After the reading, I walked to the bus station. It was no longer raining, and the evening was quite warm. I walked through the touristy Union Square, where young people had flocked from all over the Bay Area to start celebrating St. Patty's day early. I crossed Market Street into SOMA, where people with badges on their chests were getting out from some after-conference parties and looking for more parties. This was the most physically challenging part of the trip, navigating through crowds of slow-moving people with two overpacked bags on my shoulders. One tipsy man, not watching where he was going, barely avoided collision and exclaimed, "Oh, shit!" It's a character trait really, not "Oh, sorry!" or "Excuse me," but -- "Oh, shit!"

I don't know when the current Greyhound terminal in San Francisco was constructed -- and aren't they building a new one? -- but it looked shiny and new. A small, enclosed waiting room in front of a large parking lot for buses. I seem to remember taking a bus to Los Angeles several years ago from a different terminal -- a grungy, run-down place that seemed to have not been renovated since the 1960s. This was different. I had an e-ticket, and so was able to get in line immediately after a very brisk security bag search. The line consisted primarily of Japanese and Indian students going to LA, hardly anybody older than me. The kids sat on the floor waiting to get on board. Direct bus routes from San Francisco go to Northern California, Los Angeles, and outside of California only to Las Vegas and Reno. I didn't see neither Portland nor Seattle on the board. Nor, for that matter, Phoenix or Tucson -- to get to Arizona, I had to go to LA first. Which was fine by me. I slept for most of that ride, disturbed only by the stops the bus was making: San Jose, Gilroy, etc, etc -- I remember the stops, but was too sleepy to register the names of the towns.

We arrived to Los Angeles at 6 am, and my transfer to Phoenix was at 7 am. The bus station in Los Angeles is larger than San Francisco, includes a cafe on premises (in San Francisco there were only vending machines, where I bought a bottle of water). I brushed my teeth in the bathroom, and then read, waiting for the bus to arrive. The crowd at the bus station in Los Angeles was very different. A lot of Mexicans, white men wearing cowboy hats, elderly couples, single parents with unhappy teenage kids. The bus took off half-empty, but started filling up as we made the first stops on the outskirts of LA. Soon, the driver announced that 51 out of 55 seats were full. Greyhound was in demand! The sun rose as we left the urban area behind, and for the last three hours I've been watching the landscape change slowly. Well-irrigated green fields and pastures have disappeared, slowly giving way to low-lying shrubs. At some point, I noticed mountains on my left -- a wall of sharply outlined reddish-brown rock -- and later, mountains on the right as well. The road we're on doesn't have much of a slope, but I can see two parallel lines of mountains intersecting ahead of us. An illusion of perspective, or are we actually going to cross a mountain range to get to Arizona? The landscape is all sand and intermittent brush, but no cacti yet. And the sky is blue. It was foggy in LA, almost as humid as in San Francisco, and it might have even drizzled while I slept. But there isn't much humidity in the air now. I wish I had a map or a 3G phone with me now, to be able to pinpoint the geography of where I am. This is my version of the American dream, I guess: for a $110, you get on the bus, and you go wherever you like. Why haven't I thought of this before? Why don't I travel to Arizona every, well, every other weekend?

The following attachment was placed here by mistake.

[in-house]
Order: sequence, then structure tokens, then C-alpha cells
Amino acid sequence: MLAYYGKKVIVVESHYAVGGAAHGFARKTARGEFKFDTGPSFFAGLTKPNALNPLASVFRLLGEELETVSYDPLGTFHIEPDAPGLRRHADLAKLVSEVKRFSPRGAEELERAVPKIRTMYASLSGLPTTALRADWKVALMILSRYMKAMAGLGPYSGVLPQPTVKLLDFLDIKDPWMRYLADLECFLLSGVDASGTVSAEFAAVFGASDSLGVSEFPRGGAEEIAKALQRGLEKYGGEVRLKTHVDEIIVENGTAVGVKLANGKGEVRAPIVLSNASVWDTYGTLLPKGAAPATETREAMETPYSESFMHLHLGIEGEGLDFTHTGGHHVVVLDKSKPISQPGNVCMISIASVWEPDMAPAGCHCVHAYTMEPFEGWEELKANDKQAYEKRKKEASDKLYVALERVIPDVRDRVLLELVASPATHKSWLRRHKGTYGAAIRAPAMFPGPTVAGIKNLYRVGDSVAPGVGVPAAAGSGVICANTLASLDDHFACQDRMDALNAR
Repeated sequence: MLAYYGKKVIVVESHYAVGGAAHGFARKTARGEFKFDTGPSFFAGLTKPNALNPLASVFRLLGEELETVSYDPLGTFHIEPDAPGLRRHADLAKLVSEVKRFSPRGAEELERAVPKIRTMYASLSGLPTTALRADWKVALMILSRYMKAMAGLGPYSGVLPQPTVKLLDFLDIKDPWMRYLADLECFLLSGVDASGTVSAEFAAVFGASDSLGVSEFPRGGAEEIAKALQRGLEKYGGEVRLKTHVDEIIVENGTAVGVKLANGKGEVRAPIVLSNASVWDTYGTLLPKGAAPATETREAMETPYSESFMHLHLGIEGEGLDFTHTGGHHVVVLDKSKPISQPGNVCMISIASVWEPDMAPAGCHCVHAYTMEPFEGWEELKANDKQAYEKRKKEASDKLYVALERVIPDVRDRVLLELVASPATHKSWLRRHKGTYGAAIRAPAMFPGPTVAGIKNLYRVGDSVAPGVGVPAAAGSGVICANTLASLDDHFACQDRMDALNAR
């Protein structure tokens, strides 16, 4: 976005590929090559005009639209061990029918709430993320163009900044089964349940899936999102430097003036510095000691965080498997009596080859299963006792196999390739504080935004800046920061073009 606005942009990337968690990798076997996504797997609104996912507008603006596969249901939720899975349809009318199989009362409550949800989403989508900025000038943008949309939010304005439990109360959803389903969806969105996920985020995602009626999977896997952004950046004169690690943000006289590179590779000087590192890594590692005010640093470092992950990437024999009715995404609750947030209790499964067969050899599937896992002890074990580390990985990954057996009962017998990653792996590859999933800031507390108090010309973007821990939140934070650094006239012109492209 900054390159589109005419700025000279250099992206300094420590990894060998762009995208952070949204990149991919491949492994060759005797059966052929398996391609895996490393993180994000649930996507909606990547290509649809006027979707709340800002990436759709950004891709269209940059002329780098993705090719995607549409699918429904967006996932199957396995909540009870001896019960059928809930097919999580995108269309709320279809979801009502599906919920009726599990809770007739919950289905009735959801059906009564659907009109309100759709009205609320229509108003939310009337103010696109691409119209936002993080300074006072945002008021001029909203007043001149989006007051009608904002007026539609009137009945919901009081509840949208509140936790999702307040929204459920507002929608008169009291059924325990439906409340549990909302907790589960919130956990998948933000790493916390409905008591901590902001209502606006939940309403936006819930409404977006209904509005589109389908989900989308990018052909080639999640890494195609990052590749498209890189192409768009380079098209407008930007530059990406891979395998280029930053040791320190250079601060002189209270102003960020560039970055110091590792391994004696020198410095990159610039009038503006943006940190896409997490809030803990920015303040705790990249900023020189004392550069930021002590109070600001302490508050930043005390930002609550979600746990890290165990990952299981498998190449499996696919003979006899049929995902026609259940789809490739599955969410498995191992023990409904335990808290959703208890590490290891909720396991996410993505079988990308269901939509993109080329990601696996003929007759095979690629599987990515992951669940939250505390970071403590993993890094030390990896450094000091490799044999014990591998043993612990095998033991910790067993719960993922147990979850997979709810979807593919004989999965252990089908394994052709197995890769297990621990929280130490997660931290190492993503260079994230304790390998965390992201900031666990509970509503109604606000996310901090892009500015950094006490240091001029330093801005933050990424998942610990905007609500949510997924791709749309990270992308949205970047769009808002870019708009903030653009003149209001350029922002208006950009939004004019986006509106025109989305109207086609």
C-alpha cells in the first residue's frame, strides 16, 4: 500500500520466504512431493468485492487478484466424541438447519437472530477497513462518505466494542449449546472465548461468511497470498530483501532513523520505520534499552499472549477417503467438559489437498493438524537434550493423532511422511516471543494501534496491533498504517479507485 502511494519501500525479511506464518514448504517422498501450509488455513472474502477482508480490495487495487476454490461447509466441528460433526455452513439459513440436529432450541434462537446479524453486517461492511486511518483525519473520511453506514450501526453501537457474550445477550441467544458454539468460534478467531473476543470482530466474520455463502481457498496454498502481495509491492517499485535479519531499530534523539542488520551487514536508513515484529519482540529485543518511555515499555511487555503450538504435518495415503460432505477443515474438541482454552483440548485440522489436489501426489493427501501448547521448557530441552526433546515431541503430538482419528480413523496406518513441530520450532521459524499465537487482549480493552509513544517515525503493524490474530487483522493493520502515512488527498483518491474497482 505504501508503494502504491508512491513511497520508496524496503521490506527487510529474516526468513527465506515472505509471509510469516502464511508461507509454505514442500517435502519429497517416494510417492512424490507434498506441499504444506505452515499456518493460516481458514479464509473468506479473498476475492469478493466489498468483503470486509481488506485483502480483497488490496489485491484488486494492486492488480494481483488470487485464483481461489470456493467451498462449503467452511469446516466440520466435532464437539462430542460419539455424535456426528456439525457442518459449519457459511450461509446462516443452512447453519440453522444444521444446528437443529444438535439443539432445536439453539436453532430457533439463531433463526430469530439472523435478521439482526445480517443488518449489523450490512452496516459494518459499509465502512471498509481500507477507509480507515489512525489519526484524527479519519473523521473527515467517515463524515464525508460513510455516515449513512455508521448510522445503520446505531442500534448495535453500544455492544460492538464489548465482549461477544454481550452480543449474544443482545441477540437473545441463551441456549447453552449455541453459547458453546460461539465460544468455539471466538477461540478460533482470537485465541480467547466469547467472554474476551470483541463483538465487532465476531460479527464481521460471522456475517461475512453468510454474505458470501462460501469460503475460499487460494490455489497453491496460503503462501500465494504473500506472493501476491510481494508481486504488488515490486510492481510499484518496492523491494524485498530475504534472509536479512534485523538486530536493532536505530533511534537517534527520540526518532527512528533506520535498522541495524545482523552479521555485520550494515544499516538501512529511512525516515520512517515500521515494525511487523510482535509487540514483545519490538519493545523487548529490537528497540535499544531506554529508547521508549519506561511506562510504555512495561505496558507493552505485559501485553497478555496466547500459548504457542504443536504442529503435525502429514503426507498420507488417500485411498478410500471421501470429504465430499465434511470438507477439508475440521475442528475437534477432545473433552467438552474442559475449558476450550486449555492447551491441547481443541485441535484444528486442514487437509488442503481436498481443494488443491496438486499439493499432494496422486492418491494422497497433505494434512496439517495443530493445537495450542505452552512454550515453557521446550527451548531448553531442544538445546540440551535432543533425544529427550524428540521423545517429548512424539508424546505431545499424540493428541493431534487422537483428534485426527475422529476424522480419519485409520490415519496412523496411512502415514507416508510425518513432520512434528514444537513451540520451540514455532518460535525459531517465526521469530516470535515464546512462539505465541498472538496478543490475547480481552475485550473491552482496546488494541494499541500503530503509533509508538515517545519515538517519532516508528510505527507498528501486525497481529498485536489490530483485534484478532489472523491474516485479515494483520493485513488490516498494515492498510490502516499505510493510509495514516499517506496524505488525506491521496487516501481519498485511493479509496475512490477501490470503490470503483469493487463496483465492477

It's good to know that Dave is going to be there when I get off the bus in Phoenix.